Felony DUI Penalties Continue to Get More Extreme
Across the nation, lawmakers are passing stricter laws and penalties for people who are convicted of driving under the influence of drugs and/or alcohol. In addition, police departments are cracking down on drunk drivers more than ever.
The penalties for drinking and driving have increased, especially for offenders with prior DUI convictions. Many states make it a felony to have a number of prior convictions (typically three) within a certain time period.
A first DUI offense is typically treated as a misdemeanor. The penalties for a misdemeanor DUI conviction include fines, drivers license suspension, community service, probation, jail time and installation of an ignition interlock device.
The penalties for a felony DUI are even harsher than for a misdemeanor DUI. A person who is convicted of felony DUI is looking at a lengthy sentence in prison, in addition to steep fines. Convicted felons also lose many of their civil rights, such as the right to vote or own a firearm. In addition, the felon will also lose his or her driver’s license for many years, if not permanently.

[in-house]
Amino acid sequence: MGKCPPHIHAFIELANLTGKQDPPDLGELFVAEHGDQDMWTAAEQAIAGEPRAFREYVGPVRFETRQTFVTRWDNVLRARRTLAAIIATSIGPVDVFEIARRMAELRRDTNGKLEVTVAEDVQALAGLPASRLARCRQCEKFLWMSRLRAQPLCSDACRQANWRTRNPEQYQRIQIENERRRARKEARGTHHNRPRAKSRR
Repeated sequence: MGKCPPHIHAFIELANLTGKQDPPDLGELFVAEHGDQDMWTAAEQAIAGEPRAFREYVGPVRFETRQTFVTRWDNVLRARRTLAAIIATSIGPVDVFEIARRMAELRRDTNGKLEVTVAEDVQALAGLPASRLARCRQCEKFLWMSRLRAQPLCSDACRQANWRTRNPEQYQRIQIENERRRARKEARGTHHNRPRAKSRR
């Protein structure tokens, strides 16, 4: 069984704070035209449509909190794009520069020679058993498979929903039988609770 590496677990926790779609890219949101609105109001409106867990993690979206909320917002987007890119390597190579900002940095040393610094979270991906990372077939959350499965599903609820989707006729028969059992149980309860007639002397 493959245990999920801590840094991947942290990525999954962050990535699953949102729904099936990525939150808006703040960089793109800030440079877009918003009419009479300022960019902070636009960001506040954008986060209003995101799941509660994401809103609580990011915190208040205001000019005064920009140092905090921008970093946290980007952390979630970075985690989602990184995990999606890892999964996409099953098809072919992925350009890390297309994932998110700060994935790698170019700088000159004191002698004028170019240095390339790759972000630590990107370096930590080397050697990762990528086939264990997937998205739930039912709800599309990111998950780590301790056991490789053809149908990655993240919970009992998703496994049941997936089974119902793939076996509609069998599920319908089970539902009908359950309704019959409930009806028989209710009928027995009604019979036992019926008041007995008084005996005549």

A driver may also be charged with DUI felony if he or she caused injury to another person while driving drunk. In addition to criminal penalties, the offender may also be held financially responsible for the accident. Their obligation could be millions of dollars.
In order for a habitual offender to get his or her driver’s license back, an assessment interview is necessary. A professional counselor will talk to the offender to determine the extent of his or her drinking problem.
The counselor may then mandate that the offender attend Alcoholics Anonymous meetings or a residential treatment program. While the offender does not have to follow the counselor’s guidelines, it is the only way he or she will ever get a driver’s license reinstated.
In addition to following these guidelines, the offender must also obtain SR-22 insurance, which is very costly.